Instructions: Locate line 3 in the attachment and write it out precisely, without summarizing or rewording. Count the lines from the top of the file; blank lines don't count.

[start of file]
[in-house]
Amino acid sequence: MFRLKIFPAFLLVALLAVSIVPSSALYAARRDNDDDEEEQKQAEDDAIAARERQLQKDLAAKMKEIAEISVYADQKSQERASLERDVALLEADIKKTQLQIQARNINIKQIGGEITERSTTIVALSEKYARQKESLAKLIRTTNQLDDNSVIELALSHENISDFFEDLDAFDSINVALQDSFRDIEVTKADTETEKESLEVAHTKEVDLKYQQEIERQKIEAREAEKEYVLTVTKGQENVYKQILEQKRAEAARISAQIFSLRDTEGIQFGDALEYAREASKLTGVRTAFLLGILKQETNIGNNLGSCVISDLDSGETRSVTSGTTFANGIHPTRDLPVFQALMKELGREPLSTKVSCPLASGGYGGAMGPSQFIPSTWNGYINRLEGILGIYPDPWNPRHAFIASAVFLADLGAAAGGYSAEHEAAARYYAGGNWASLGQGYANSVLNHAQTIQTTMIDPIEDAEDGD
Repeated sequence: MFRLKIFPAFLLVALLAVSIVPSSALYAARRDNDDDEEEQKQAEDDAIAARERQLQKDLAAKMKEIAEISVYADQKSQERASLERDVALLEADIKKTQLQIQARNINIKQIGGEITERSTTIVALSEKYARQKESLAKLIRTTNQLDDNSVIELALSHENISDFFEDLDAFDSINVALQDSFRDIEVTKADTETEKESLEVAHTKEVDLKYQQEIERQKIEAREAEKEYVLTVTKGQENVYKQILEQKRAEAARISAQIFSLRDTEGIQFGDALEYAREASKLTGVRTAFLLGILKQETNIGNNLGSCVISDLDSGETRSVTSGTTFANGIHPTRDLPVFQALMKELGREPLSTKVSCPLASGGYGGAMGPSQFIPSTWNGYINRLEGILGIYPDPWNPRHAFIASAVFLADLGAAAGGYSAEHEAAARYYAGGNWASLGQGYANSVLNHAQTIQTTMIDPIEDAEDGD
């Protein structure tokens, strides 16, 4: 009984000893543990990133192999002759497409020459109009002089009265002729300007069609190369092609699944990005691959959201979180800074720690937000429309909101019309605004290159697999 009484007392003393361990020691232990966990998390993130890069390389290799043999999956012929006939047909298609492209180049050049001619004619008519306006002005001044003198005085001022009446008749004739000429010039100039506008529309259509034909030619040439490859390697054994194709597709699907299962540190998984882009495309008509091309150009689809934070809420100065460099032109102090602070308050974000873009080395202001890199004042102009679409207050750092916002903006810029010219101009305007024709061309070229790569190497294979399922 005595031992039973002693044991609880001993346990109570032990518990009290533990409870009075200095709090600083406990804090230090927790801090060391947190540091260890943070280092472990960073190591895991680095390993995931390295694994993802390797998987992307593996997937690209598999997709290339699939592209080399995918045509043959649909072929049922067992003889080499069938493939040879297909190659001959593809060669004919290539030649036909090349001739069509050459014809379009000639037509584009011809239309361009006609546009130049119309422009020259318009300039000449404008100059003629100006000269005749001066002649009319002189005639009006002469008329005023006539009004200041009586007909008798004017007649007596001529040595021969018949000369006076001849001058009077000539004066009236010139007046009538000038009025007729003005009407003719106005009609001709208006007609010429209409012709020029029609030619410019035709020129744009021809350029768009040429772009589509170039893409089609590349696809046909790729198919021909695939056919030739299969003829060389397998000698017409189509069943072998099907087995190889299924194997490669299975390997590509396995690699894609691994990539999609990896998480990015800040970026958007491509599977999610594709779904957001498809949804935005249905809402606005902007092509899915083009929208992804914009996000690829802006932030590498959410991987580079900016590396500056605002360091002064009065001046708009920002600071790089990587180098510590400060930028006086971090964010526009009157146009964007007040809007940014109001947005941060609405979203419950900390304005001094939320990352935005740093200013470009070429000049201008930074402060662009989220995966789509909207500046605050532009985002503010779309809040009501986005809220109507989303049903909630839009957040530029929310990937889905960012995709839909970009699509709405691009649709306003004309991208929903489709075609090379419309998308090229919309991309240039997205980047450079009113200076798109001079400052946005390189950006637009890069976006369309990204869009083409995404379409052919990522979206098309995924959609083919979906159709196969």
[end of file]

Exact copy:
Repeated sequence: MFRLKIFPAFLLVALLAVSIVPSSALYAARRDNDDDEEEQKQAEDDAIAARERQLQKDLAAKMKEIAEISVYADQKSQERASLERDVALLEADIKKTQLQIQARNINIKQIGGEITERSTTIVALSEKYARQKESLAKLIRTTNQLDDNSVIELALSHENISDFFEDLDAFDSINVALQDSFRDIEVTKADTETEKESLEVAHTKEVDLKYQQEIERQKIEAREAEKEYVLTVTKGQENVYKQILEQKRAEAARISAQIFSLRDTEGIQFGDALEYAREASKLTGVRTAFLLGILKQETNIGNNLGSCVISDLDSGETRSVTSGTTFANGIHPTRDLPVFQALMKELGREPLSTKVSCPLASGGYGGAMGPSQFIPSTWNGYINRLEGILGIYPDPWNPRHAFIASAVFLADLGAAAGGYSAEHEAAARYYAGGNWASLGQGYANSVLNHAQTIQTTMIDPIEDAEDGD